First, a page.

“I came to the tour after mixing Paul’s latest album Soul Shadows,” says Bonnett later. “I’m experienced in both fields so feel equally comfortable working in the studio or live.”
Anton Dunbar from Isophase assured Bonnett he would enjoy working with the PAT VT20 gear. “The first time we ran it in production rehearsals, I was immediately impressed by the lack of colouration,” he reflects. Now, after mixing with the VT20s for thirty shows on the tour, he finds them smooth sounding and coherent with low distortion. “System or mix EQ decisions we’re making seldom seem related to driver artefacts. I’ve not yet had any need to push them hard, but the headroom seems effortless, with no trace of power compression. The Hoellstern amplifiers are extremely powerful and integrate well into the system.”
PAT’s Thomas Müller backs up Bonnett’s observation: “ProAudio Technology manufactures complete high-performance loudspeakers systems with an ‘integrated system thinking’ in the south of Germany. Highest quality components and the state-of-the-art DSP amplifiers are the basis of every speaker and every resulting system.
“A lot of practical features, well engineered accessories, easy and fast handling, the know how from over 15 years in rental and touring business and the five years warranty offer decisive advantages for musicians, bands and rental companies.”
The larger venues on the Carrack tour have combined PAT’s groundstacked point source and flown line array, while other variations have included a straightforward 12-per-side left-right hang with ground subs, for example at Cambridge Corn Exchange or Leicester De Montfort; sometimes a flown centre cluster if there’s a proscenium arch or a tricky room acoustic, as at Victoria Halls in Stoke; even a point-source box on a lighting bar in smaller theatres, plus delays and ground subs as required.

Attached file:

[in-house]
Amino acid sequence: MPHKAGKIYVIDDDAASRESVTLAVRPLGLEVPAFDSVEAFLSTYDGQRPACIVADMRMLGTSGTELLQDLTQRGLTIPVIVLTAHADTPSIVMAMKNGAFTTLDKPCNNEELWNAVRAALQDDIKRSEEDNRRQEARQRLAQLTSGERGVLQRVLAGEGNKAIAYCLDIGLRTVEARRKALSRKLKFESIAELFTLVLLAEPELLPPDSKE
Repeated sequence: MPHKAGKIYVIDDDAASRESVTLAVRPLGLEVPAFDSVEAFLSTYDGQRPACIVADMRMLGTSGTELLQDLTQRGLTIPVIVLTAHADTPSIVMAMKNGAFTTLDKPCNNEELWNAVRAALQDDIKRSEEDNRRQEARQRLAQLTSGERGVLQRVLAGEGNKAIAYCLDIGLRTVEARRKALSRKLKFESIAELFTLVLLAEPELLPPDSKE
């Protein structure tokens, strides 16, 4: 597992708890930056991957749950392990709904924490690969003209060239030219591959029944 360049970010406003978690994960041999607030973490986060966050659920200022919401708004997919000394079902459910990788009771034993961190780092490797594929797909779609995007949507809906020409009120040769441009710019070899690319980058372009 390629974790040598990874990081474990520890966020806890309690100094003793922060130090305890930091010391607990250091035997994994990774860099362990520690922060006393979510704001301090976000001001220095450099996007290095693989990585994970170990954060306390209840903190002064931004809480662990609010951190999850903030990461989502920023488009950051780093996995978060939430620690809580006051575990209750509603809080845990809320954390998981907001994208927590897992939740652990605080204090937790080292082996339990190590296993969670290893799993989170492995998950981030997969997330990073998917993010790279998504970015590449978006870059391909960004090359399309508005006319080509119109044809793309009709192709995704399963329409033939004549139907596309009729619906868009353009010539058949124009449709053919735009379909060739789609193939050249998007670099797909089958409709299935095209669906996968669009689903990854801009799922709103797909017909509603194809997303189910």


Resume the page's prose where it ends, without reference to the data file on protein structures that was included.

Bonnett again: “Rival PA systems seem to me to have their own sonic signature – which I often find myself wasting time and brainpower trying to reduce – but the VT20s present more of a ‘blank canvas’, giving us more control of the voicing. We’ve had some great results in notoriously difficult halls, with favourable comments from audience members and house staff, due partly of course to Pete Sharman’s expert system design and implementation!”
In Germany, the VT-20 has been picking up new customers at the rate of one a month since its launch. Hoellstern amplifiers, meanwhile, are attracting attention across Europe but a break into the US has one caveat, for now: “They only run on 230V,” points out Sharman, “and that’s why they’re so incredibly efficient. There’s no 110V mode, yet. The amps have advanced peak and RMS limiters, very high-resolution programmability – two or three decibel places on the dB cut and boost – all on Hoellstern’s in-house software and DSP platform. But the main thing is the efficiency: at Birmingham Symphony Hall it was a 16-hang per side running off one 2U amplifier, per side. Without the subs, that would be off one 13amp plug each side! You can get four VT20 elements – or four subs – per channel from the biggest model, which is the 20.4-DSP.” (“An amp city was not necessary!” as Höllstern puts it.)
Sharman: “They’re all networkable too: you can build recallable memory files telling you what each channel is driving, which input, which output… all via USB to RS485 using a laptop interface. The programmable mains input limiters let you scale down the draw, especially handy for outdoor gigs on small generators.
“The VT-20 has lots of headroom,” he reflects, “it’s easy to mix on and it never seems to need much EQing: you feel confident when you hang it that it’s going to do what it says it will do – which is everything we wanted, really. Having been forced to use venue systems at a couple of stops on the tour due to rigging restrictions, we all noticed much lower distortion and more transparent sound when returning to the VT20 – confirming the system design is superior.”
Or as Paul Carrack’s trusted engineer Graham Bonnett puts it: “I’m not looking forward to times of having to work without them…”
Top pic: Paul Carrack on tour earlier this year. Middle pic: Pete Sharman (left) and FOH engineer Graham Bonnett. Bottom: VT20 hang in the Birmingham Symphony Hall